- The Washington Times - Sunday, August 12, 2001

Tourists often comment that the best part of visiting the District is the number of attractions that charge no admission. The U.S. Capitol, the White House, the Smithsonian museums and the monuments are all there for anyone willing to wait in line.

Add the Kennedy Center to that list. One does not have to invest in a $65 orchestra seat to get a taste of cultural arts in the nation's capital.

The center's Millennium Stage offers free concerts in the Grand Foyer 365 days a year. The stage is at the end of the foyer, and all shows begin at 6 p.m. Four hundred seats are set up (and usually fill up), but there is plenty of standing-room space.

The series began four years ago as a way to make the performing arts accessible to everyone, says Jason Palmquist, a Kennedy Center senior program coordinator. In the beginning, it was harder to find acts than patrons, he says.

"When we got started, we really had to pound the pavement," he says. "Now, it is just the opposite. We are besieged by agents, performers and managers. We usually have our choice of scheduling any one of three or four fantastic artists on any given day."

The Kennedy Center tries to schedule a mix of musicians and dancers from a variety of genres and geographic locations. An opera company might perform one night, and the next night might feature an African dance troupe or a jazz singer.

The audience is a diverse lot as well. At a recent concert given by the National ISIS Strings Academy, a group of teen-age performers from the United Kingdom, the crowd included George Washington University students, tourists, senior citizens and theatergoers passing time before attending a 7:30 performance of the musical "Kiss Me, Kate."

The Hecker family from Houston was among the standing-room-only crowd that rainy night. They had come to the Kennedy Center to take one of the free tours offered at the center, but stayed to hear the show, Lynda Hecker says.

"We saw all the concert halls and the beautiful chandelier," says Mrs. Hecker, who was visiting with her husband, Mike, and two daughters, ages 8 and 10. "It is great to be able to expose the kids to performing arts. It is important that they are seeing children close to their own age perform."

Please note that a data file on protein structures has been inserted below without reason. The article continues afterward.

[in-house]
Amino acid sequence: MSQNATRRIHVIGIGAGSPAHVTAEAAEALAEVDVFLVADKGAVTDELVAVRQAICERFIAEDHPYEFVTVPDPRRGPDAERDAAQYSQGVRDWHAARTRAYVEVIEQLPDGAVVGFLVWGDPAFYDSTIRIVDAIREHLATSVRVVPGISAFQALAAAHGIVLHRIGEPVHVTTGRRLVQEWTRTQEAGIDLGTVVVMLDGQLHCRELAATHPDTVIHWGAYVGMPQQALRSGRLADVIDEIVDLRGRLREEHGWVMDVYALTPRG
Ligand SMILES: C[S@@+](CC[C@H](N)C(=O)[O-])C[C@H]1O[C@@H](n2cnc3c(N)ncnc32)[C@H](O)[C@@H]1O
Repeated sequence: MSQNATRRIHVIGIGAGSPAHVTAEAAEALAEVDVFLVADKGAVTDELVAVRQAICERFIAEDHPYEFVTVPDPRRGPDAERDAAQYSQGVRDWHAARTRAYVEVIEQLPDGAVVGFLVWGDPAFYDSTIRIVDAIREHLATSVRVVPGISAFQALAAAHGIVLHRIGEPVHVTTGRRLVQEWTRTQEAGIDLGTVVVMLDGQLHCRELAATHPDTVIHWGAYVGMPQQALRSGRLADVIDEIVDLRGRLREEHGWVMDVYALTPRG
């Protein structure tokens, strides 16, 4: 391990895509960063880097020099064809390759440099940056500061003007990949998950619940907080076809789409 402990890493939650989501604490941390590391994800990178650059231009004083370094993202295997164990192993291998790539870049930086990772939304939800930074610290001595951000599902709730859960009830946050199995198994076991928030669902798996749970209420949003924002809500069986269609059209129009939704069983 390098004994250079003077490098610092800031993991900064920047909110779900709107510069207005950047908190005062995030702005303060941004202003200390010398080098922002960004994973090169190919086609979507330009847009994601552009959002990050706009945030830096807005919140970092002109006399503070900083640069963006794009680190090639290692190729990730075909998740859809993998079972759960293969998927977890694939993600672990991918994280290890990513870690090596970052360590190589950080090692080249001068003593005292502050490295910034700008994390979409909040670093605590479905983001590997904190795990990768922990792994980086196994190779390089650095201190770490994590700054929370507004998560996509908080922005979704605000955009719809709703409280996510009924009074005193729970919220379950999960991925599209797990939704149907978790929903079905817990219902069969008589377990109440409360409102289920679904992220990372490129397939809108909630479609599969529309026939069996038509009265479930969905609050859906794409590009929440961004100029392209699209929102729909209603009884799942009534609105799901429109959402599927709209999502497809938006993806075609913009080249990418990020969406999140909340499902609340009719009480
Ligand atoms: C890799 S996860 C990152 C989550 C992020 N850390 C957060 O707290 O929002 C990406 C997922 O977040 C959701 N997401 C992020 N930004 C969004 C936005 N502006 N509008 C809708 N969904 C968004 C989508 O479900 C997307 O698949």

Tourists make up a large part of the crowd each night, Mr. Palmquist says.

"We have never commissioned a study to see exactly who our audience is," he says. "It is a very diverse audience. I would say about half the audience is here for the first time. At many shows, we get many people there to specifically see that show."

The Millennium Stage's State Days, when a performer from a particular state say, Ohio or South Dakota is on the schedule, are popular. The foyer fills up with new Washingtonians, including interns, students and Capitol Hill staffers, eager for a piece of home.

Those seeking a behind-the-scenes look at the Kennedy Center also can show up at the center without much planning. Free tours sponsored by the Friends of the Kennedy Center are offered weekdays from 10 a.m. to 5 p.m. and weekends from 10 a.m. to 1 p.m. Groups larger than 20 can make reservations in advance.

The Kennedy Center also is preparing for its 17th annual open house. This free event will take place from noon to 6 p.m. Sept. 9.

"This is the 30th anniversary of the Kennedy Center, so the event will be quite special this year," Mr. Palmquist says.

Featured acts at the open house will be the Ailey II dance company, an offshoot of the Alvin Ailey American Dance Theater; jazz pianist Billy Taylor and the Billy Taylor Trio; and the Dayton Contemporary Dance Company.

At the open house, the National Symphony Orchestra will offer selections from its Beethoven Festival, which will run at the Kennedy Center Sept. 7, 8, 14 and 15. The NSO also will have a "petting zoo," in which children get a chance to play different musical instruments and meet NSO musicians.

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